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Homework Help: Unitary Transformations proof

  1. Mar 7, 2007 #1
    1. The problem statement, all variables and given/known data

    Show that the eigenvectors of a unitary transformation belonging to distinct eigenvalues are orthogonal.

    2. Relevant equations

    I know that U+=U^-1 (U dagger = U inverse)


    3. The attempt at a solution

    I tried using a similar method to the proof which shows that the eigenvectors of hermitian transformations belonging to distinct eigenvalues are orthogonal.

    So assume our eigenvectors are a and b. I assumed U(a)=xa and U(b)=yb

    x<a|b>=<Ua|b>=<a|U^-1b>= ???

    Help anyone. I know this probably isn't too rough.
     
  2. jcsd
  3. Mar 7, 2007 #2

    Dick

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    If U(a)=xa and you act on both sides with U^(-1), what does that say about eigenvectors of U^(-1)???
     
  4. Mar 7, 2007 #3
    They are the reciprocals. U^(-1)a=1/x
     
  5. Mar 7, 2007 #4
    So

    x<a|b>=<Ua|b>=<a|U^-1b>=<a|(1/y)b>=1/y<a|b>

    So (x - 1/y)<a|b>=0

    Now how do I know x - 1/y cannot equal 0?
     
  6. Mar 8, 2007 #5

    Dick

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    Be a little careful. You are probably dealing with a complex inner product. If it's real then this is fine. As U is orthogonal, what do you know about the absolute value of x and y?
     
    Last edited: Mar 8, 2007
  7. Mar 8, 2007 #6
    The absolute values of x and y must be real.
     
  8. Mar 9, 2007 #7

    dextercioby

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    HINT: The spectrum of a unitary operator in a complex Hilbert space is the unit circle...
     
  9. Mar 9, 2007 #8

    Dick

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    <a,b>=<Ua,Ub>. Apply that to an eigenvector. As dextercioby says...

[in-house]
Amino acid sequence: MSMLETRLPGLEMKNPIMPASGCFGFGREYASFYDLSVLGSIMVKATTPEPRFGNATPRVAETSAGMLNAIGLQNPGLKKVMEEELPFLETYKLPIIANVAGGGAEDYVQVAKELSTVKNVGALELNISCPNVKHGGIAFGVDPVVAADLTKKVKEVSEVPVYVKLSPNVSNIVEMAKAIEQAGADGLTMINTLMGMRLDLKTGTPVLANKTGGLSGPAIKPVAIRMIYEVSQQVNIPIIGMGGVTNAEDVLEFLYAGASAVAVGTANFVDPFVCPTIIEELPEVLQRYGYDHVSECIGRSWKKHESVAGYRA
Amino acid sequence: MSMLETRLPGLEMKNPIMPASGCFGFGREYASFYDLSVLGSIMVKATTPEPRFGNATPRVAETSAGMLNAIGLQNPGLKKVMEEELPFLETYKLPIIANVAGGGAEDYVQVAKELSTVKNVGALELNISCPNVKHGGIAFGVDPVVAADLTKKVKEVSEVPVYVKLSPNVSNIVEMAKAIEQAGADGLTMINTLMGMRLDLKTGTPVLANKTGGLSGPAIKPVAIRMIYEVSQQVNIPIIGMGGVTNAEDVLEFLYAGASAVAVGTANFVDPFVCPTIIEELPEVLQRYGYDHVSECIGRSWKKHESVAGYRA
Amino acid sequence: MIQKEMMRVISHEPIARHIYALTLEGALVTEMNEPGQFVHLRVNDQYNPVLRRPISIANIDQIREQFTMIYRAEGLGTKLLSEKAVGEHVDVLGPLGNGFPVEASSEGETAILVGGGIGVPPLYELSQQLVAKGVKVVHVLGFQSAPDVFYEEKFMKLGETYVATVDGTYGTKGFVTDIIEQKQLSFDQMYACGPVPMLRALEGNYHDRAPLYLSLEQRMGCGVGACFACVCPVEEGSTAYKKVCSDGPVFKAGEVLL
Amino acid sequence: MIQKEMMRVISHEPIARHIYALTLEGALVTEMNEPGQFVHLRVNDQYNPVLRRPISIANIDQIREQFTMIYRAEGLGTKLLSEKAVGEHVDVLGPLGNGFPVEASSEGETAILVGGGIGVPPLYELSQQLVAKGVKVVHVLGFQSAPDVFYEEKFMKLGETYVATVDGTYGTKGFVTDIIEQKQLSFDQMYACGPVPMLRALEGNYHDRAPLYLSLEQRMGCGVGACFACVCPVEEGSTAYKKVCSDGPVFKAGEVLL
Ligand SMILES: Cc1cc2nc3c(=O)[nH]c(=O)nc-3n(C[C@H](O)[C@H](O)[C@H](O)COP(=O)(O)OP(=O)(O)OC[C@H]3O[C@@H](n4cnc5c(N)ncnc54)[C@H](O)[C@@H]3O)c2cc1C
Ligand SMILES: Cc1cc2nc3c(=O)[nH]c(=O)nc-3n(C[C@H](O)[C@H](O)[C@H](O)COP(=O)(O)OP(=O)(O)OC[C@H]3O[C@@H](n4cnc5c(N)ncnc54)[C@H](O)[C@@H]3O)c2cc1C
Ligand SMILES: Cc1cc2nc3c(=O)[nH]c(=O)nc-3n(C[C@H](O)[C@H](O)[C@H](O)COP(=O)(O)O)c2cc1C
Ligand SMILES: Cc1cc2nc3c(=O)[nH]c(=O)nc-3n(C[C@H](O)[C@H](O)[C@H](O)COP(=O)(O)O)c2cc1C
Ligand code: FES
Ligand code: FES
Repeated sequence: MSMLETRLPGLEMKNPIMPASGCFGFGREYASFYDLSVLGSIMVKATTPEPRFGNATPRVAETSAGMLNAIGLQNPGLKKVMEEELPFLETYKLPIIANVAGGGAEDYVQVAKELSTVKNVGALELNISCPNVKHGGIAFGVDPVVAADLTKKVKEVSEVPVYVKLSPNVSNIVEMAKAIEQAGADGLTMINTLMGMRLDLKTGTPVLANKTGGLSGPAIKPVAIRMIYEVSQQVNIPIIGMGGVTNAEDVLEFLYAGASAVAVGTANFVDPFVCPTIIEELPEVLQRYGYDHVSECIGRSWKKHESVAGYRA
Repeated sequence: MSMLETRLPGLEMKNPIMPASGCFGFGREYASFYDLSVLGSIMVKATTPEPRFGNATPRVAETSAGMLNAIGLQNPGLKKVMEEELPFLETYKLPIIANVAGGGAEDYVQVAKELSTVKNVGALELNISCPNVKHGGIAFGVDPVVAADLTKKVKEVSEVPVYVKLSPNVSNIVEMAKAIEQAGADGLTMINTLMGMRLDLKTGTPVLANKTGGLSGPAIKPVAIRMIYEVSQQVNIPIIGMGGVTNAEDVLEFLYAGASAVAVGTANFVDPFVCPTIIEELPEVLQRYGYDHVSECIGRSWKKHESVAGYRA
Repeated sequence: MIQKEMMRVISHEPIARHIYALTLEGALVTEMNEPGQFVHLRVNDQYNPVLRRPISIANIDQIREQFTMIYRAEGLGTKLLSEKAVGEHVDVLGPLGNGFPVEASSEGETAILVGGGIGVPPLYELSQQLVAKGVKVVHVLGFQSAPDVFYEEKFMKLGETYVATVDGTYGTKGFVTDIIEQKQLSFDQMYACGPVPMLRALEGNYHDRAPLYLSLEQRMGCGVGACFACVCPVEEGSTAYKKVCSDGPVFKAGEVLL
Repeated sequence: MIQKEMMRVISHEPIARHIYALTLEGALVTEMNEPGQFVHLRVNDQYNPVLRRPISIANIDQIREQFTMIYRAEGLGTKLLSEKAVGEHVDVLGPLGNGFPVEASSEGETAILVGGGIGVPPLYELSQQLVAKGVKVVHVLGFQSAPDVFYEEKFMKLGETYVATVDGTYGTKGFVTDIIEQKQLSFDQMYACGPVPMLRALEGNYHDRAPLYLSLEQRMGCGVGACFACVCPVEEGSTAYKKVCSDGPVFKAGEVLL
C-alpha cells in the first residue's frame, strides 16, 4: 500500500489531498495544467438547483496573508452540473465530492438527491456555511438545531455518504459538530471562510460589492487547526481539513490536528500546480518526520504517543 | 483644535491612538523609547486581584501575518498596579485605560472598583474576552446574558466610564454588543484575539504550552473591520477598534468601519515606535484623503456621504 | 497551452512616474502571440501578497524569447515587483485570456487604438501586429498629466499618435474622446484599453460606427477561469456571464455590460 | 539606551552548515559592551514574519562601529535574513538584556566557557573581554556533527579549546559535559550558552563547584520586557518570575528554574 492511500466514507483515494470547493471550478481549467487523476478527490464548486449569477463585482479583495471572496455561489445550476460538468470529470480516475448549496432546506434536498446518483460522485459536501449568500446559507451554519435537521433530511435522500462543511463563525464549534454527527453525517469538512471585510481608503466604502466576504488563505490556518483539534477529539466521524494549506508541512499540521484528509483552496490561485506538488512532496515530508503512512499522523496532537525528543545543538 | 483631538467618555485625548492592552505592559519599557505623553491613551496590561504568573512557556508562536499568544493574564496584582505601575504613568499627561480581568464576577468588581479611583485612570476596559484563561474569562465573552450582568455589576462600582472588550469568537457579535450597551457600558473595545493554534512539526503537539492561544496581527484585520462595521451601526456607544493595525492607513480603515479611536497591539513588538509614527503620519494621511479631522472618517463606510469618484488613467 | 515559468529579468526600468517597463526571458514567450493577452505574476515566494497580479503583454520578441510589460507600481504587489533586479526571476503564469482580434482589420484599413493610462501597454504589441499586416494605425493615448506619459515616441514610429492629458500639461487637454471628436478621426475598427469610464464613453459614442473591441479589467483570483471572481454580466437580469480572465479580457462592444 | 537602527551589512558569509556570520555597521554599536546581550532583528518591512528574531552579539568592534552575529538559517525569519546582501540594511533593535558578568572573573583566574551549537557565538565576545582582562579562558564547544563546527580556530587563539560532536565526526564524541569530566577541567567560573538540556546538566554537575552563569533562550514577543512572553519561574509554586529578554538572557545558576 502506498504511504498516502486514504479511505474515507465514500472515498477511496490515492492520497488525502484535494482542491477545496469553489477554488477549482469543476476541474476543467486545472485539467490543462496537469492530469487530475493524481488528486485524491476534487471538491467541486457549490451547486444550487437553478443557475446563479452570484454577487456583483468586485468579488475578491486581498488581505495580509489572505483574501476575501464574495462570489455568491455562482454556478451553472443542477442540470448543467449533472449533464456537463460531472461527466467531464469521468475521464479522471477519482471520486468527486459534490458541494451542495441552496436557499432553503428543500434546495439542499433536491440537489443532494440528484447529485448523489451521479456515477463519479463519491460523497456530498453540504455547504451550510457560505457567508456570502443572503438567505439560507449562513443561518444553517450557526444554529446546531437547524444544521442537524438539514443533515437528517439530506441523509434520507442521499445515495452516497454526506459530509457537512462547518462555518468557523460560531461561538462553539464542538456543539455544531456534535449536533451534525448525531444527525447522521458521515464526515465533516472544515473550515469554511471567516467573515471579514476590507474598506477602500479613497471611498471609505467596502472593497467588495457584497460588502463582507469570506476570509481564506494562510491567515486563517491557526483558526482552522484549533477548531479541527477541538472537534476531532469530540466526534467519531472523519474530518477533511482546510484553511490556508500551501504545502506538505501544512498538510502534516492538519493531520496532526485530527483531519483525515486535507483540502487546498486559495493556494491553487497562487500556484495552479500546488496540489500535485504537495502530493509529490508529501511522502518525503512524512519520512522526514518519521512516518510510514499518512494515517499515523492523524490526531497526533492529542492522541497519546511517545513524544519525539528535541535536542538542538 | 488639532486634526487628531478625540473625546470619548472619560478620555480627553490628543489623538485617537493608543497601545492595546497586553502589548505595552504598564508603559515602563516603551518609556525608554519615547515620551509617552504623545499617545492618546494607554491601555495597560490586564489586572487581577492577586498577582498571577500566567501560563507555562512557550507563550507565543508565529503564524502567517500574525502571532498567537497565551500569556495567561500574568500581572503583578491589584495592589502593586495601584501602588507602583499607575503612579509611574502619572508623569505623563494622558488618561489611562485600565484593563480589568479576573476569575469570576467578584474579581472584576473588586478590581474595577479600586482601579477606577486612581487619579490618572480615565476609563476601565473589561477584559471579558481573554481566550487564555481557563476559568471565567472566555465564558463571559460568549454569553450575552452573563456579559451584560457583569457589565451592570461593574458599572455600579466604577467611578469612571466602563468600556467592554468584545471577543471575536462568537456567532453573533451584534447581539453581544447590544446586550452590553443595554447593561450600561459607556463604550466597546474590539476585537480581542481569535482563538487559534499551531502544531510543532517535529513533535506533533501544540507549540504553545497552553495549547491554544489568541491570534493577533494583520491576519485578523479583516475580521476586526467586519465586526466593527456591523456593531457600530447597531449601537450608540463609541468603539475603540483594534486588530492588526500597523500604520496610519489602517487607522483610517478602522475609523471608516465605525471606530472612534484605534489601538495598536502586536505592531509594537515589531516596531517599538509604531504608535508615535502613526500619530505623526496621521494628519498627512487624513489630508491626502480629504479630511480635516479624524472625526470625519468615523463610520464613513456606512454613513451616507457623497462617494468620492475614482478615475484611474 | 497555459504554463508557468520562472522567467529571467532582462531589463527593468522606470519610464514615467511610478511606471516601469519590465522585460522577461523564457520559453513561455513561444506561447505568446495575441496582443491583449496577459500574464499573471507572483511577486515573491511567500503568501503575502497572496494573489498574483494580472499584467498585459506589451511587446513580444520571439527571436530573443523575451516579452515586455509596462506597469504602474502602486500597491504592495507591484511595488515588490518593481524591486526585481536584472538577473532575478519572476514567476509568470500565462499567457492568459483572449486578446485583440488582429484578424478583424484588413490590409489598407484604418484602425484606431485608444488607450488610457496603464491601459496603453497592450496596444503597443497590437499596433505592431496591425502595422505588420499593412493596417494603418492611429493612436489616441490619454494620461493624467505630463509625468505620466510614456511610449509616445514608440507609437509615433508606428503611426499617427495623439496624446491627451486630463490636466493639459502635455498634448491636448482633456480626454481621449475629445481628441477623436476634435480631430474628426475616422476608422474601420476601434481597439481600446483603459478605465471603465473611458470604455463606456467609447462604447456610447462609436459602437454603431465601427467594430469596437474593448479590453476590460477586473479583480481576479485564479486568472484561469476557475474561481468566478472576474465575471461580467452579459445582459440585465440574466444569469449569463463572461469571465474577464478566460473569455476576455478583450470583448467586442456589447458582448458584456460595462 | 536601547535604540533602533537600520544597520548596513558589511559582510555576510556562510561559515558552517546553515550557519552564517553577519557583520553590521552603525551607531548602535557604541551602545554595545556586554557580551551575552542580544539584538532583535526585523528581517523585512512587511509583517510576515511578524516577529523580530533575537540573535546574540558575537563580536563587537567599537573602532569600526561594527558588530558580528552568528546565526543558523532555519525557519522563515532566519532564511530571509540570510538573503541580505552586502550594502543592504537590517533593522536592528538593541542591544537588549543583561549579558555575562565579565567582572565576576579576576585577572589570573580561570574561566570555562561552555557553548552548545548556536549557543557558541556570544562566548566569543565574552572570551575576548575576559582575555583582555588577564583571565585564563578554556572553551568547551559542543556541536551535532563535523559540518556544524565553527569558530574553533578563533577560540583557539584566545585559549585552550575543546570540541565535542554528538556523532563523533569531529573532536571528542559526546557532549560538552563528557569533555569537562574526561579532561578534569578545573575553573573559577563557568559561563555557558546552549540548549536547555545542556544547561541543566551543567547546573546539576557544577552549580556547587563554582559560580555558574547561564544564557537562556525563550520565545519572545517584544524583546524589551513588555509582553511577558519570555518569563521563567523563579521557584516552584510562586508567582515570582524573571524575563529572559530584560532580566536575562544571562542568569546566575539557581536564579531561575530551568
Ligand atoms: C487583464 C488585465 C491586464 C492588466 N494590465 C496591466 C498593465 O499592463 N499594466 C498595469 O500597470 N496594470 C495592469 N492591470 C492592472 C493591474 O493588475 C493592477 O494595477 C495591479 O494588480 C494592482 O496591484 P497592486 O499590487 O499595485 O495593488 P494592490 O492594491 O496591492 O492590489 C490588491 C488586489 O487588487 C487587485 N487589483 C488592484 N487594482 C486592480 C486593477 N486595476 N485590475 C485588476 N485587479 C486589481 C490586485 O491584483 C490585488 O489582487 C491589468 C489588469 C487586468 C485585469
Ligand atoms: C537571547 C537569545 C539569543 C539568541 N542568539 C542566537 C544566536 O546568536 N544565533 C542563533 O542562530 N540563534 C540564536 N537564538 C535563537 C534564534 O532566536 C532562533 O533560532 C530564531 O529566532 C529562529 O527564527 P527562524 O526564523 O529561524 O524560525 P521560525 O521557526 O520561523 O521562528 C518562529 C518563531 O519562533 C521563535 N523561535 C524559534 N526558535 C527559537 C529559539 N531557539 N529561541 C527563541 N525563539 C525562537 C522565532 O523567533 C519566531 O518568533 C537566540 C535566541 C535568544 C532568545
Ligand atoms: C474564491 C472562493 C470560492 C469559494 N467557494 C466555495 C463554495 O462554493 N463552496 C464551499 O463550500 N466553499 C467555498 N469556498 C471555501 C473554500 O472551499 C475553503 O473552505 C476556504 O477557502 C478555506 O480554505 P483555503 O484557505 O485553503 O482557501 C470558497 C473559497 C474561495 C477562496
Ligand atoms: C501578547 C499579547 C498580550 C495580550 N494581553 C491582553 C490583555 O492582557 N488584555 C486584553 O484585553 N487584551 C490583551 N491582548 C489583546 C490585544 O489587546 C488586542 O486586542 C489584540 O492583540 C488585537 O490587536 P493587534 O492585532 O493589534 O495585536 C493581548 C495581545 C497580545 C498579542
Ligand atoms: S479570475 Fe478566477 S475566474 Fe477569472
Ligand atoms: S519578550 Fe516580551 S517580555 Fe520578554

10. Mar 9, 2007 #9
    Ok, so I get that the norm of the eigenvalues must equal 1.

    <a|b>=<Ua|Ub>=x*y<a|b>

    x*y=1?
     
  11. Mar 9, 2007 #10

    Dick

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    As I've said, be a little careful. You are correct in the case if U is real. But if U is complex, the condition is [tex]x^* y=1[/tex]. So if x=y, then [tex]x^* x=1[/tex] and the eigenvalues are unit complex numbers. How does this help you with the original problem?
     
  12. Mar 9, 2007 #11
    So x*y does not equal 1 unless y=x.
     
  13. Mar 9, 2007 #12

    Dick

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    If you mean x and y being real numbers with norm 1, then yes.
     
    Last edited: Mar 9, 2007
  14. Mar 10, 2007 #13
    I'm still confused man. I want to show that x*y<a,b>-<a,b>=0

    I want to show then that x*y does not equal 1. Where do the norms fit in?
     
  15. Mar 10, 2007 #14

    Dick

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    You've gotten this far and have assumed x and y are DIFFERENT eigenvalues of U. If U is real this is super easy, since x and y are both in the set {+1,-1} and DIFFERENT. What about U complex? Then you have to mend your ways and remember [tex]<c x,y>=c^*<x,y>[/tex].
     
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